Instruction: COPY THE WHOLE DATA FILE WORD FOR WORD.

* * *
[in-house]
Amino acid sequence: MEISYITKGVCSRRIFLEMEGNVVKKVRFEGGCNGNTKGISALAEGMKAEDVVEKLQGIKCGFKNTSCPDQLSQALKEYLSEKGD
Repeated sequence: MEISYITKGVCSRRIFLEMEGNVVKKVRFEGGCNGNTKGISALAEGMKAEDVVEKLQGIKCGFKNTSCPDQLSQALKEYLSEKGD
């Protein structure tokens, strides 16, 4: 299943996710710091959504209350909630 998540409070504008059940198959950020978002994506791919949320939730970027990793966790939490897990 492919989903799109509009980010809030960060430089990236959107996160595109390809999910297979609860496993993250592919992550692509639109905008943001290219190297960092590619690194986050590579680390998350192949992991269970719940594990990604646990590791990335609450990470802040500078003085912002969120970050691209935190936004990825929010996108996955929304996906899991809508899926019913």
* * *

[in-house]
Amino acid sequence: MEISYITKGVCSRRIFLEMEGNVVKKVRFEGGCNGNTKGISALAEGMKAEDVVEKLQGIKCGFKNTSCPDQLSQALKEYLSEKGD
Repeated sequence: MEISYITKGVCSRRIFLEMEGNVVKKVRFEGGCNGNTKGISALAEGMKAEDVVEKLQGIKCGFKNTSCPDQLSQALKEYLSEKGD
């Protein structure tokens, strides 16, 4: 299943996710710091959504209350909630 998540409070504008059940198959950020978002994506791919949320939730970027990793966790939490897990 492919989903799109509009980010809030960060430089990236959107996160595109390809999910297979609860496993993250592919992550692509639109905008943001290219190297960092590619690194986050590579680390998350192949992991269970719940594990990604646990590791990335609450990470802040500078003085912002969120970050691209935190936004990825929010996108996955929304996906899991809508899926019913």